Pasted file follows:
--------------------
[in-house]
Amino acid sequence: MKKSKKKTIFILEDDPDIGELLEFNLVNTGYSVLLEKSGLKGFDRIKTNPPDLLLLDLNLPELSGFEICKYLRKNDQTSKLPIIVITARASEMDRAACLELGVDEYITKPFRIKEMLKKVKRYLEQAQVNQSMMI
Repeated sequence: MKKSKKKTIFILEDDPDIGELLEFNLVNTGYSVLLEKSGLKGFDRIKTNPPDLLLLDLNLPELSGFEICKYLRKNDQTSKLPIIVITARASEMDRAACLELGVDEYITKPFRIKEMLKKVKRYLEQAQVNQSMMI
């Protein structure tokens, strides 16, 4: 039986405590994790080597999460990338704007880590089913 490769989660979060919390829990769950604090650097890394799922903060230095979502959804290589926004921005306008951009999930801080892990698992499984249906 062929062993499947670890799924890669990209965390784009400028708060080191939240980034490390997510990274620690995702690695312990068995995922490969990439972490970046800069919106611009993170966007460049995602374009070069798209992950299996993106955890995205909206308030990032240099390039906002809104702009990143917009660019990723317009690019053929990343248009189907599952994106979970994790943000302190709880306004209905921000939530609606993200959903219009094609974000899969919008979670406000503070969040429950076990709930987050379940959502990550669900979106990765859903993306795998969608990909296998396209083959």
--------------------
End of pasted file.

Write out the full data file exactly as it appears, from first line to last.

[in-house]
Amino acid sequence: MKKSKKKTIFILEDDPDIGELLEFNLVNTGYSVLLEKSGLKGFDRIKTNPPDLLLLDLNLPELSGFEICKYLRKNDQTSKLPIIVITARASEMDRAACLELGVDEYITKPFRIKEMLKKVKRYLEQAQVNQSMMI
Repeated sequence: MKKSKKKTIFILEDDPDIGELLEFNLVNTGYSVLLEKSGLKGFDRIKTNPPDLLLLDLNLPELSGFEICKYLRKNDQTSKLPIIVITARASEMDRAACLELGVDEYITKPFRIKEMLKKVKRYLEQAQVNQSMMI
């Protein structure tokens, strides 16, 4: 039986405590994790080597999460990338704007880590089913 490769989660979060919390829990769950604090650097890394799922903060230095979502959804290589926004921005306008951009999930801080892990698992499984249906 062929062993499947670890799924890669990209965390784009400028708060080191939240980034490390997510990274620690995702690695312990068995995922490969990439972490970046800069919106611009993170966007460049995602374009070069798209992950299996993106955890995205909206308030990032240099390039906002809104702009990143917009660019990723317009690019053929990343248009189907599952994106979970994790943000302190709880306004209905921000939530609606993200959903219009094609974000899969919008979670406000503070969040429950076990709930987050379940959502990550669900979106990765859903993306795998969608990909296998396209083959």